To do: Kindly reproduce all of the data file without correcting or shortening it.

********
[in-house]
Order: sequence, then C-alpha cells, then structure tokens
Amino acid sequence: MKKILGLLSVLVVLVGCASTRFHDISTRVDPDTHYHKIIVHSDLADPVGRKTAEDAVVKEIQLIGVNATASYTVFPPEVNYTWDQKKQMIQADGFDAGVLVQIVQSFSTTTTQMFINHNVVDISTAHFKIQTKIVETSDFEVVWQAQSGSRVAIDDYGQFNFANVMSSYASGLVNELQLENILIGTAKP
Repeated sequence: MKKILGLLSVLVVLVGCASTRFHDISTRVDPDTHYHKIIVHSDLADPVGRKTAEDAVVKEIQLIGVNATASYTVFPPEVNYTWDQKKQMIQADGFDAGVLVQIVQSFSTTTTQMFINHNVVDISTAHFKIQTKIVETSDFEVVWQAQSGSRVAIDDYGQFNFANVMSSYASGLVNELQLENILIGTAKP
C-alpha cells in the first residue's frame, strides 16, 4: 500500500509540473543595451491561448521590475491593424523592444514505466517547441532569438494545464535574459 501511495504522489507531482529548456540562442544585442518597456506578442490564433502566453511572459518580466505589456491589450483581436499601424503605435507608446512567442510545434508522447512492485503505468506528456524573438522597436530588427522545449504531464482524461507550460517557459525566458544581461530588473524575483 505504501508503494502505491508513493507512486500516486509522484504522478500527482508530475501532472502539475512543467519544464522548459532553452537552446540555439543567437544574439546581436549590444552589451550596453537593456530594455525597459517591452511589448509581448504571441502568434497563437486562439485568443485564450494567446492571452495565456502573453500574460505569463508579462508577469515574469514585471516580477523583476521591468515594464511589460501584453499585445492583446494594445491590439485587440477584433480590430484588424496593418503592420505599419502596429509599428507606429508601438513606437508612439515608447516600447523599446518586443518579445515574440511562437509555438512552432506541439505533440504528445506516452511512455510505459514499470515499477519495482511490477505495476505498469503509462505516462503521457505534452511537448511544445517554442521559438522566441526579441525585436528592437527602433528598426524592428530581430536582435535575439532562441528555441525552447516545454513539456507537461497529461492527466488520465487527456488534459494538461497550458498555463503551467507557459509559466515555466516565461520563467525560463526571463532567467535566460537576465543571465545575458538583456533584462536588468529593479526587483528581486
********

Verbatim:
[in-house]
Order: sequence, then C-alpha cells, then structure tokens
Amino acid sequence: MKKILGLLSVLVVLVGCASTRFHDISTRVDPDTHYHKIIVHSDLADPVGRKTAEDAVVKEIQLIGVNATASYTVFPPEVNYTWDQKKQMIQADGFDAGVLVQIVQSFSTTTTQMFINHNVVDISTAHFKIQTKIVETSDFEVVWQAQSGSRVAIDDYGQFNFANVMSSYASGLVNELQLENILIGTAKP
Repeated sequence: MKKILGLLSVLVVLVGCASTRFHDISTRVDPDTHYHKIIVHSDLADPVGRKTAEDAVVKEIQLIGVNATASYTVFPPEVNYTWDQKKQMIQADGFDAGVLVQIVQSFSTTTTQMFINHNVVDISTAHFKIQTKIVETSDFEVVWQAQSGSRVAIDDYGQFNFANVMSSYASGLVNELQLENILIGTAKP
C-alpha cells in the first residue's frame, strides 16, 4: 500500500509540473543595451491561448521590475491593424523592444514505466517547441532569438494545464535574459 501511495504522489507531482529548456540562442544585442518597456506578442490564433502566453511572459518580466505589456491589450483581436499601424503605435507608446512567442510545434508522447512492485503505468506528456524573438522597436530588427522545449504531464482524461507550460517557459525566458544581461530588473524575483 505504501508503494502505491508513493507512486500516486509522484504522478500527482508530475501532472502539475512543467519544464522548459532553452537552446540555439543567437544574439546581436549590444552589451550596453537593456530594455525597459517591452511589448509581448504571441502568434497563437486562439485568443485564450494567446492571452495565456502573453500574460505569463508579462508577469515574469514585471516580477523583476521591468515594464511589460501584453499585445492583446494594445491590439485587440477584433480590430484588424496593418503592420505599419502596429509599428507606429508601438513606437508612439515608447516600447523599446518586443518579445515574440511562437509555438512552432506541439505533440504528445506516452511512455510505459514499470515499477519495482511490477505495476505498469503509462505516462503521457505534452511537448511544445517554442521559438522566441526579441525585436528592437527602433528598426524592428530581430536582435535575439532562441528555441525552447516545454513539456507537461497529461492527466488520465487527456488534459494538461497550458498555463503551467507557459509559466515555466516565461520563467525560463526571463532567467535566460537576465543571465545575458538583456533584462536588468529593479526587483528581486